Autism Supplement Tips

There’s not too many people that aren’t either directly affected by Autism in their family or know someone who is. In fact, its become so common that when I mention my son has Autism most people don’t even flinch. In a way that’s good in the fact the stigma is slowly fading I guess but in other ways we’ve almost become desensitised to it and accept it as readily as we do the common cold which is is sad in a way simply because shouldn’t we be trying to get the bottom of why this is becoming more and more common? In saying that, it’s probably a conversation for another time.  At the moment, if you’re like me and you’re dealing with Autism the horse has already bolted and we can’t dwell on why did this happen, we can only focus on what can we do to make things more manageable.

Navigating the maze of Autism can be quite a challenge, I remember the overwhelming information I was presented with when my son was diagnosed and frankly the one thing I was really interested in was the one thing I wasn’t given any information on……..nutritional and supplement support.

Take away the fact that I’m a Naturopath so naturally I look outside the square, the thing I’ll never to this day understand about the medical fraternity is why do they think it’s okay to feed kids on the spectrum chicken nuggets and chips every night but giving them some Zinc will not only not do a thing for them but it may harm them..  I mean seriously..  it’s not like the poor nutritional diet is doing them any favours.

When I’m working with my kiddie patients on the spectrum there’s a number of things I’ll look at including a couple of tests which can be useful and of course I always recommend parents examine the dietary choices of their kids when we’re treating them, but again we’ll talk about that another time.

When I first meet a child on the spectrum I generally always recommend we do a Heavy Metal and Mineral Hair analysis to have a look at what’s going on and where might be a good place to start. If you don’t want to do the testing and just want to try a few options there are some simple things  you can consider.


Good gut health is a key factor when working with kids on the spectrum and one of the areas I really focus on given how much of a difference it has made to Zac over the years. There’s so many of them out there it can be difficult to make the right choices so I guess if you want to just be general about it then consider things like a good quality multi-strain probiotic, but it needs to be the right kind as some probiotics can have a negative effect.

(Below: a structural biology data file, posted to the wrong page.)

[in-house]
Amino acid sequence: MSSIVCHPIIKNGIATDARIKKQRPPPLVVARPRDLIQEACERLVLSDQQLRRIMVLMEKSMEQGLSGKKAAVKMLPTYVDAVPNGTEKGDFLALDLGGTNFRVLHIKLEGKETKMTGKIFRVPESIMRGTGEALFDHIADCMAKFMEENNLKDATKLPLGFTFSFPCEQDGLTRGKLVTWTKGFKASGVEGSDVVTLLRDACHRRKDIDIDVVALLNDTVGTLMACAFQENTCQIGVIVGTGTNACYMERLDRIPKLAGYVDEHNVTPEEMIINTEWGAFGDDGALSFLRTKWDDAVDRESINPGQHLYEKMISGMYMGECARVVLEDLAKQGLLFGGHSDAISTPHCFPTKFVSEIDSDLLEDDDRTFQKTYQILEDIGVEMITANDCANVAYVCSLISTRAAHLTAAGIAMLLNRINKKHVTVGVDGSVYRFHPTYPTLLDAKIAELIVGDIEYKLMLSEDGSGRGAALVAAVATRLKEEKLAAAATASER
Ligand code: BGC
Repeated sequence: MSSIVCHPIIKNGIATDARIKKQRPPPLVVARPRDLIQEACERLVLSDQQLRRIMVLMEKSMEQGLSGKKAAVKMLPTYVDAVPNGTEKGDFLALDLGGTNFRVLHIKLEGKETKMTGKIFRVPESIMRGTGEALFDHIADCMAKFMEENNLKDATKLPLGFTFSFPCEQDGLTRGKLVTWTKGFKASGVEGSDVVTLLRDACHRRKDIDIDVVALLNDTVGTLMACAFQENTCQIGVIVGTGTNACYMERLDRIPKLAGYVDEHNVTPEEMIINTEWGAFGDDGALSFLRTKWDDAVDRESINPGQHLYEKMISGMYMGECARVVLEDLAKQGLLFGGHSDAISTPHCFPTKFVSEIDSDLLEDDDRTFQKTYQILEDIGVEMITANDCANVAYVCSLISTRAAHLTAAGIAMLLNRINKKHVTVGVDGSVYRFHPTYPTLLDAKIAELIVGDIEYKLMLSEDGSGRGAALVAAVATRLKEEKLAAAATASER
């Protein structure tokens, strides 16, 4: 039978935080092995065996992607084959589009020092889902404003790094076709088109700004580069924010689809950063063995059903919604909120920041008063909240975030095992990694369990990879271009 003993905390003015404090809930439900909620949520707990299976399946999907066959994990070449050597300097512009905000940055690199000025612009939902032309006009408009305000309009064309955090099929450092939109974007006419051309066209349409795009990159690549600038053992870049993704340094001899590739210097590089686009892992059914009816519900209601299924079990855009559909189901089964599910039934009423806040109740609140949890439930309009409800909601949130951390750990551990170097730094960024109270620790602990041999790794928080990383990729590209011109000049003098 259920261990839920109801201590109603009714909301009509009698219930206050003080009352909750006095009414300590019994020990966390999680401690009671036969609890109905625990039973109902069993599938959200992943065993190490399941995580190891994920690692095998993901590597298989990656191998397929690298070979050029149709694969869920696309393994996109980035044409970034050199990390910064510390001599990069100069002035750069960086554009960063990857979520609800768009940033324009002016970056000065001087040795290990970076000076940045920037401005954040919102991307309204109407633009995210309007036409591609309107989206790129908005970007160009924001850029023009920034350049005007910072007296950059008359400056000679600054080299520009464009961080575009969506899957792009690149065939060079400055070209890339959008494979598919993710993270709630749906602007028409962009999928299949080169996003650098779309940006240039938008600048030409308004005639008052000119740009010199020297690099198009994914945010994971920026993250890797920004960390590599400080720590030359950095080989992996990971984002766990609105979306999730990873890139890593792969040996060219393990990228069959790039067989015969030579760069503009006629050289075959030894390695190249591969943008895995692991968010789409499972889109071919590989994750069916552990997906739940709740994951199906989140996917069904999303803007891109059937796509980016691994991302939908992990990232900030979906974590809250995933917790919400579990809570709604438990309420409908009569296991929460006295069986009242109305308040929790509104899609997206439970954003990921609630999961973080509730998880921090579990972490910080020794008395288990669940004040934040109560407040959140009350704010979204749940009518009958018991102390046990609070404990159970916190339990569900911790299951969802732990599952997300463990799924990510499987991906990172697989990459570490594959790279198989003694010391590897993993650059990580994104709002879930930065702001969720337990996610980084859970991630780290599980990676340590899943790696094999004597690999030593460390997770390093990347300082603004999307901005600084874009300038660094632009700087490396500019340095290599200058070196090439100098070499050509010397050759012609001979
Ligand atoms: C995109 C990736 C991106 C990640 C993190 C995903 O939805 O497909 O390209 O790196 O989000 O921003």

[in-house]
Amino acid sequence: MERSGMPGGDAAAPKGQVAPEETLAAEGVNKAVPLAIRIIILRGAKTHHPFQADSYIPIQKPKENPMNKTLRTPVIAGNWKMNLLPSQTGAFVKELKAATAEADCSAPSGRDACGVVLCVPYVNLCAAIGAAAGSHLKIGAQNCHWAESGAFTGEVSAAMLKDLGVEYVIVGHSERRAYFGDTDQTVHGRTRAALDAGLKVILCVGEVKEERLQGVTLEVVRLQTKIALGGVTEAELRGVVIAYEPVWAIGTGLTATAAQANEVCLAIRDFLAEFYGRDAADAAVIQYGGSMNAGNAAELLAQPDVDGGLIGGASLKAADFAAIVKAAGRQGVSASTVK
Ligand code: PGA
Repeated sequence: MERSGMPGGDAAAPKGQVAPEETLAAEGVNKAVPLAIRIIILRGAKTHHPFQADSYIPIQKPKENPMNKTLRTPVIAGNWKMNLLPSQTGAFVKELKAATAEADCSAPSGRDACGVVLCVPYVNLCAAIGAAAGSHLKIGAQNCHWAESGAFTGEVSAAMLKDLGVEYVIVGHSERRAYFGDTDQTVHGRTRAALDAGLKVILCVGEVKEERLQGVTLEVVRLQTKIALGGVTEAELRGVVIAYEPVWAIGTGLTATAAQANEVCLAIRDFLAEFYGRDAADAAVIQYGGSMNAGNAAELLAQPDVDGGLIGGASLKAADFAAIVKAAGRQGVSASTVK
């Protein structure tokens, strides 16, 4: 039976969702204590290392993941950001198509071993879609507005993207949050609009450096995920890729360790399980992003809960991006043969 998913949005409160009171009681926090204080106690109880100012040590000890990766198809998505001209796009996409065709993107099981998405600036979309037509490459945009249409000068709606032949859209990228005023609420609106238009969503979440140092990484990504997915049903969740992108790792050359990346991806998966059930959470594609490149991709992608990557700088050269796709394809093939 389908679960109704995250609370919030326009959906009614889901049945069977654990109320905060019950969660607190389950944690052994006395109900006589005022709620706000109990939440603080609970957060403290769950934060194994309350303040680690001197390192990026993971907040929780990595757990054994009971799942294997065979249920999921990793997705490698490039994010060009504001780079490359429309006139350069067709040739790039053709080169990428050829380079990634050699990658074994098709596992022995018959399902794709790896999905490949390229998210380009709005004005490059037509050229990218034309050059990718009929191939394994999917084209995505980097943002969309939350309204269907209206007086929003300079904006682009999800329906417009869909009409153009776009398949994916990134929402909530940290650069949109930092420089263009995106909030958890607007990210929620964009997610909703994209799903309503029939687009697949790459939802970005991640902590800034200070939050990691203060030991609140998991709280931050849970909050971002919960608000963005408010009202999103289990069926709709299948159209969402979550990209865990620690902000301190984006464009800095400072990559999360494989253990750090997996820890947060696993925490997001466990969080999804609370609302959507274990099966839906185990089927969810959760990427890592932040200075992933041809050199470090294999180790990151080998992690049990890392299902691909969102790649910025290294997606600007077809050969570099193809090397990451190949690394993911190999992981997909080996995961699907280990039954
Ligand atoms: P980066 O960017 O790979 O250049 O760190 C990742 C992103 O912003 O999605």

Many kids I see on the spectrum often have behavioural issues and food aversions and quite often after we see the hair analysis we’ll notice they have high copper and low zinc.  High copper can cause behavioural issues in kids seeing them lash out, behave in an aggressive manner, be highly emotional and be very fidgety. To balance this out we need to look at zinc which will not only reduce the copper overload but will support healthy gut integrity and may even help some of those fussy eaters amongst the group.

B Vitamins:

Activated B Vitamins, in particular B6 (in those with Pyroluria) is beneficial in the processing of amino acids and will work in conjunction with Zinc in the production of those “feel good” neurotransmitters.  Methyl B12 can also be of great benefit as it maintains a healthy nervous system and will help to improve cognitive function.  It also is required for the formation and regeneration of red blood cells as well as promoting growth so it can increase the appetite in children.

Essential Fatty Acids:

Fish Oil or Cod Liver Oil (or sometimes both) have great benefits when it comes to reducing inflammation and improving brain development it’s just important that you choose ones that are good quality as poor quality, rancid oils can do more harm than good.

In discussing this it’s important to realise that each child needs to be looked at individually and we shouldn’t just be considering the best supplements for them as this is only the tip of the iceberg when it comes to Autism.  Diet and gut health are essential parts of their development and how they progress and one doesn’t necessarily work without the other.

If you’re wanting to really investigate how to best support your child then it’s best to do your research and get the right advice from a qualified professional so you can start on the right track to get the best results.

From the team at Mumma’s Own.


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